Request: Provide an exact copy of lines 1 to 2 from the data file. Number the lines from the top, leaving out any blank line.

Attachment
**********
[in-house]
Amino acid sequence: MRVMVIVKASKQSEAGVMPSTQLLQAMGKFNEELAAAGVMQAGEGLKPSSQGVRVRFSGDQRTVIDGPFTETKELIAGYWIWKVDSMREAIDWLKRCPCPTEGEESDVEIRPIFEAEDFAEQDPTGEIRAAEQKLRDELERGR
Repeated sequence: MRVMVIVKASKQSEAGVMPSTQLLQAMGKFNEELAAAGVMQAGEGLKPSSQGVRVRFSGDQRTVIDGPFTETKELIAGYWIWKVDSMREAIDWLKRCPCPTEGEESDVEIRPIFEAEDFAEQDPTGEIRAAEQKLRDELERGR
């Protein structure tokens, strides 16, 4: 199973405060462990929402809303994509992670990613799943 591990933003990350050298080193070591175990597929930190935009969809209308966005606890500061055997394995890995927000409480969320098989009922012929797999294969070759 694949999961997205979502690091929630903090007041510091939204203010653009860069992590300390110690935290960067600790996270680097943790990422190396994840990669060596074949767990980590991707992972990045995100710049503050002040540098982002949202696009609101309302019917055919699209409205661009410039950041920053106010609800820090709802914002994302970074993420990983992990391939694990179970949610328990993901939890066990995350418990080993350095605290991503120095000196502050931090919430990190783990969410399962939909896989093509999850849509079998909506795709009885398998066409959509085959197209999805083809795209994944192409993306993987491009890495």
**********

[in-house]
Amino acid sequence: MRVMVIVKASKQSEAGVMPSTQLLQAMGKFNEELAAAGVMQAGEGLKPSSQGVRVRFSGDQRTVIDGPFTETKELIAGYWIWKVDSMREAIDWLKRCPCPTEGEESDVEIRPIFEAEDFAEQDPTGEIRAAEQKLRDELERGR